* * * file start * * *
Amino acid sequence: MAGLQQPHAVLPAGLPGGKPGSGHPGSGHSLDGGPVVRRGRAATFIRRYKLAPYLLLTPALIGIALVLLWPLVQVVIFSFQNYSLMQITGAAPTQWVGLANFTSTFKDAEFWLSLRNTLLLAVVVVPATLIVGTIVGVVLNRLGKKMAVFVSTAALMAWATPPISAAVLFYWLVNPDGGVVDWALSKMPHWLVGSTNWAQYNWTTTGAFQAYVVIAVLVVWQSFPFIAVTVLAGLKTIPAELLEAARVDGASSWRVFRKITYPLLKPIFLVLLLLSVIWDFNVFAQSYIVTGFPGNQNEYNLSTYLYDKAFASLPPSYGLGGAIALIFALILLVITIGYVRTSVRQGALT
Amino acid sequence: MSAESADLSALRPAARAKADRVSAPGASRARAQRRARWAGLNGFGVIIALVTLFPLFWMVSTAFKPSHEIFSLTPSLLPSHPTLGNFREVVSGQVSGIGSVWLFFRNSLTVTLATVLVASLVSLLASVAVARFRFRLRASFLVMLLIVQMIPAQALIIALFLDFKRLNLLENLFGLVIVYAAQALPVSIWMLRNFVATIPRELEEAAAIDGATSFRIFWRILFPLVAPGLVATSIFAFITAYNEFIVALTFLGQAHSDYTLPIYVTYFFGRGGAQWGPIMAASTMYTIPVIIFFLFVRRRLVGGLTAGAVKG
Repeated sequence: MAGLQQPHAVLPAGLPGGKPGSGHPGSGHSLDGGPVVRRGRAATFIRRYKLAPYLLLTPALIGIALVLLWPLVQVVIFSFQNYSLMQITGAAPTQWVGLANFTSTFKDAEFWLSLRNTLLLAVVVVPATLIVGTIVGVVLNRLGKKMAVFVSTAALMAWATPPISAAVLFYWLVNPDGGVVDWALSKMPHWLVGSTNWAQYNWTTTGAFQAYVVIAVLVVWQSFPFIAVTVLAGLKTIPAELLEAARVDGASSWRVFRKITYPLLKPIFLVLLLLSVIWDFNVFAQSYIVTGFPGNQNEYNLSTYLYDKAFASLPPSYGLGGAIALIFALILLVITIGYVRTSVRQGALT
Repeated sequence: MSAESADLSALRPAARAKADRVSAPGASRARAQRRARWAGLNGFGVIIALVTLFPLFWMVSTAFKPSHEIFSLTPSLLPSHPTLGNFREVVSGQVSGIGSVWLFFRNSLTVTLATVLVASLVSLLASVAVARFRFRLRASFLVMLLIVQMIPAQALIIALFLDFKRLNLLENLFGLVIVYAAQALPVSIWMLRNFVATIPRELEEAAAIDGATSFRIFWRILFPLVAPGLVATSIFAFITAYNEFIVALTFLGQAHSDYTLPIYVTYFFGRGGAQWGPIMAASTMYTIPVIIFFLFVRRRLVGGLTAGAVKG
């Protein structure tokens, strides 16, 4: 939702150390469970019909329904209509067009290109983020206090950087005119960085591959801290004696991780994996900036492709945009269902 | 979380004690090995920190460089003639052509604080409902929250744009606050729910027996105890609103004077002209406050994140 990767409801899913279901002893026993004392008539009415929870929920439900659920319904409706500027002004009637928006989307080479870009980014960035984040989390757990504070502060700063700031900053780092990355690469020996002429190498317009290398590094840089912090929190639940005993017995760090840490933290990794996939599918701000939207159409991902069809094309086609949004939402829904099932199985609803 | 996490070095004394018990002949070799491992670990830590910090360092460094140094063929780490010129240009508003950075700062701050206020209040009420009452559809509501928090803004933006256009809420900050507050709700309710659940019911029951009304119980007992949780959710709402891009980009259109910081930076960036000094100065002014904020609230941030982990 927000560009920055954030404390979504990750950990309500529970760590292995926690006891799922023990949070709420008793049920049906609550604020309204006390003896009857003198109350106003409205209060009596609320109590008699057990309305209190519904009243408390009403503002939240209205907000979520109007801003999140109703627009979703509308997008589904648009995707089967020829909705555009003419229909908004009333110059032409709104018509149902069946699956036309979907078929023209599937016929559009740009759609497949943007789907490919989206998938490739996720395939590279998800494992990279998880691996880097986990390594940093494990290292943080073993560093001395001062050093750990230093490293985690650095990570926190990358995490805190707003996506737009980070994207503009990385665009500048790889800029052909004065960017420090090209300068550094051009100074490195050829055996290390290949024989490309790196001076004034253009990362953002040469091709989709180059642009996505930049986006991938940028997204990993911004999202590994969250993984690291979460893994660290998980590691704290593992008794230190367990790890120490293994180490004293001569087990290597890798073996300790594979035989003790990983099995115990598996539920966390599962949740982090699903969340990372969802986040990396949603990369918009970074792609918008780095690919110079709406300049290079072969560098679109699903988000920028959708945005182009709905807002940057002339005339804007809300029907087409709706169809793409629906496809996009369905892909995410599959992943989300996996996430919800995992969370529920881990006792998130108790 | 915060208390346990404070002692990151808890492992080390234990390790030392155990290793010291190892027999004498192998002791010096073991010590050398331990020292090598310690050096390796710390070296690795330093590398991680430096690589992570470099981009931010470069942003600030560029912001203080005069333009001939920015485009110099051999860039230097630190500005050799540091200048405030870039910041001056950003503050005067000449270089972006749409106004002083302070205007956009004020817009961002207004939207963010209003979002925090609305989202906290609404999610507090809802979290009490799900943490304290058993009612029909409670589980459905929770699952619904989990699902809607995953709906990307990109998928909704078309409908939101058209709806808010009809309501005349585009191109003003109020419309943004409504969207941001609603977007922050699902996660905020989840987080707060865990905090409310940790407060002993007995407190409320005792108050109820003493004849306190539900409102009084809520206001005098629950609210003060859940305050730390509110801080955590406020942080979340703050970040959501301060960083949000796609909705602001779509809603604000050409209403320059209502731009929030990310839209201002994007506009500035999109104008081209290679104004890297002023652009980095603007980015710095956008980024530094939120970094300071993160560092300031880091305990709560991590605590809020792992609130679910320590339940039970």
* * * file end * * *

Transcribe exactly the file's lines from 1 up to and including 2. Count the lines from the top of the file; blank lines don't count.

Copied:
Amino acid sequence: MAGLQQPHAVLPAGLPGGKPGSGHPGSGHSLDGGPVVRRGRAATFIRRYKLAPYLLLTPALIGIALVLLWPLVQVVIFSFQNYSLMQITGAAPTQWVGLANFTSTFKDAEFWLSLRNTLLLAVVVVPATLIVGTIVGVVLNRLGKKMAVFVSTAALMAWATPPISAAVLFYWLVNPDGGVVDWALSKMPHWLVGSTNWAQYNWTTTGAFQAYVVIAVLVVWQSFPFIAVTVLAGLKTIPAELLEAARVDGASSWRVFRKITYPLLKPIFLVLLLLSVIWDFNVFAQSYIVTGFPGNQNEYNLSTYLYDKAFASLPPSYGLGGAIALIFALILLVITIGYVRTSVRQGALT
Amino acid sequence: MSAESADLSALRPAARAKADRVSAPGASRARAQRRARWAGLNGFGVIIALVTLFPLFWMVSTAFKPSHEIFSLTPSLLPSHPTLGNFREVVSGQVSGIGSVWLFFRNSLTVTLATVLVASLVSLLASVAVARFRFRLRASFLVMLLIVQMIPAQALIIALFLDFKRLNLLENLFGLVIVYAAQALPVSIWMLRNFVATIPRELEEAAAIDGATSFRIFWRILFPLVAPGLVATSIFAFITAYNEFIVALTFLGQAHSDYTLPIYVTYFFGRGGAQWGPIMAASTMYTIPVIIFFLFVRRRLVGGLTAGAVKG